Two-stage treatment of acetabular bone defect in tuberculosis of the hip by intended ankylosis followed by total hip arthroplasty: a case report
© Vogelpoel et al; licensee Cases Network Ltd. 2009
Received: 28 July 2008
Accepted: 26 February 2009
Published: 25 March 2009
In case of severe post-tuberculosis osteoarthritis of the hip, arthrodesis, excision arthroplasty, or total hip arthroplasty may be considered. The latter can be challenging, because destruction of the joint, and most importantly the acetabulum, is frequently seen. To fill up acetabular bone stock loss during total hip arthroplasty, there is the possibility to use bone auto-grafts and allografts. Complications are graft rejection, mechanical failure of implants and gradual migration of the cup into the graft. Other options for creating a stable acetabular component in total hip replacement are screw fixation of the acetabular component or using a stemmed acetabular component. An alternative is the use of an anti-protrusion cage, for which the risk of loosening however is known. In young patients especially, such solution are not always appealing. Therefore, we created an intended ankylosis of the hip joint to fill up the acetabular bone loss with the patients own femoral head. To our knowledge this treatment strategy has not been described before.
We present a 33-year-old Caucasian woman with an acetabular bone defect caused by tuberculous arthritis of the left hip joint. Instead of performing a resection arthroplasty followed by total hip arthroplasty in a second stage, we decided to intentionally ankylose the hip joint in order to fill up the acetabular defect with the patientâ€™s own femoral head. Two years after the start of a one year course of tuberculostatic chemotherapy, we took down the ankylosed hip and placed an uncemented total hip prosthesis. The technical and functional outcome of this procedure appeared to be very favourable, the acetabular defect was filled up and the bone remodeled completely.
In order to resolve the problem of acetabular osseous defects in tuberculous arthritis of the hip, intended spontaneous fusion of the femoral head with the acetabular can be a favorable treatment strategy. Subsequently this situation was used as a solid base for the acetabular component of the total hip prosthesis. It resulted in a optimal acetabular bone stock during acetabular component implantation with a very good technical and clinical outcome at 40-months follow up It is understood that this method may not be applicable to all resembling patients. However, this solution may be considered worthwhile in individual cases.
Over the past 20 years, an increasing number of tuberculosis infections has been reported worldwide . In approximately 20% of all cases, this concerns extrapulmonary tuberculosis, including skeletal localisations (2%) . Tuberculosis of the hip joint constitutes approximately 15% of all cases of osteoarticular tuberculosis.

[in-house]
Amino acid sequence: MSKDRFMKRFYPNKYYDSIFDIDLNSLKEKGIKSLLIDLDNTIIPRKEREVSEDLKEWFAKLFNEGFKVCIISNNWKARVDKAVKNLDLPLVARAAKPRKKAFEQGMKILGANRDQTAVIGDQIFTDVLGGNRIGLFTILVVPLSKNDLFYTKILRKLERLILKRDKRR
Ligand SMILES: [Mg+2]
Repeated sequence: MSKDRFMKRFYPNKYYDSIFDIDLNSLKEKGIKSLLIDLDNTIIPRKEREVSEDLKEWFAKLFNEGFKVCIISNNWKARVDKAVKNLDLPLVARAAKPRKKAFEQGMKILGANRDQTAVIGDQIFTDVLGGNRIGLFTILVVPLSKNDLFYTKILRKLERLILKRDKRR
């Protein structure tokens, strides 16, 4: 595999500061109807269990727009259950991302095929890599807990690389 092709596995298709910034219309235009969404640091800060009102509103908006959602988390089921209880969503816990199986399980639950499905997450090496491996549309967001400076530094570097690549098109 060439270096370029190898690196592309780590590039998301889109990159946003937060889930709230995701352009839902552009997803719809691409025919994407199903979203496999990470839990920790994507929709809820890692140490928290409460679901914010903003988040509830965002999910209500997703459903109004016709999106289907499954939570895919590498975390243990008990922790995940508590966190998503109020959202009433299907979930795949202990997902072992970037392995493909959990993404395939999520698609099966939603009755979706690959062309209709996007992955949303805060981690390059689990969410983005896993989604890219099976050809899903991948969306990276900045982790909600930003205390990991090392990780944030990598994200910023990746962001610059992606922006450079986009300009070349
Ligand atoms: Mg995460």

Skeletal tuberculosis most frequently occurs during the first three decades of life. The characteristics are insidious onset, mono-articular or single-bone involvement, and systemic symptoms. The diagnosis can be made on clinical and radiologic examinations and semi-invasive investigations.
The cornerstone of treatment is multidrug antituberculous chemotherapy for 12 to 18 months combined with exercises of the involved joint throughout the period of healing. In selected cases, surgery may be required. When surgery becomes the therapeutic modality of choice, antituberculous chemotherapy remains necessary in the prevention of reactivation of the tuberculosis .
In case of severe post-tuberculosis osteoarthritis of the hip, arthrodesis, excision arthroplasty, or total hip arthroplasty may be considered. The latter can be challenging, because destruction of the joint, and most importantly the acetabulum, is frequently seen.
To fill up acetabular bone stock loss, there is the possibility to use bone auto-grafts and allografts. Complications are graft rejection, mechanical failure of implants and gradual migration of the cup into the graft. Other options for creating a stable acetabular component in total hip replacement are screw fixation of the acetabular component or using a stemmed acetabular component. An alternative is the use of an anti-protrusion cage, for which the risk of loosening however is known. In this report we present a 33-year old patient who had tuberculosis arthritis of the hip with extensive acetabular osseous defects. Because all methods mentioned above have disadvantages to some degree - we decided to create a usable acetabular bone stock by intentionally ankylosing the hip and thereby filling up the bone loss with the patients own femoral head.
In October 2001, a 33-year-old Caucasian female office employee visited our orthopedic outpatient clinic, with complaints of chronic pain in the left hip since 1997. Her medical history showed two episodes of pleuritis and infertility problems. The patient lived a healthy life; non-smoker and 2 units of alcohol per week. Her length was 1.68 m and her weight approximately 67 kg. In both episodes of pneumonia Ziehl-Nielsen staining showed no tubercles in pleural effusion.
In order to find an explanation for her infertility the patient had undergone a laparoscopy in 1999. Intra-abdominal granulomas, adhesions and signs of chronic peritonitis were found. Ziehl-Nielsen and periodic acid-schiff staining (PAS staining) of peritoneal effusion and granulomas did not show acid fast bacilli.
One year previously a clinical analysis of her hip complaints was performed on the rheumatology department of another hospital. There, the hip had been visualized by CT scan, MRI and skeletal scintigraphy, but no diagnosis had come up. Rheumatologic blood testing and Mycoplasma serology had been negative. Ziehl-Nielsen staining of pus aspired from the hip had been negative for acid fast bacilli, culture had been negative for Mycobacterium tuberculosis as had polymerase chain reaction.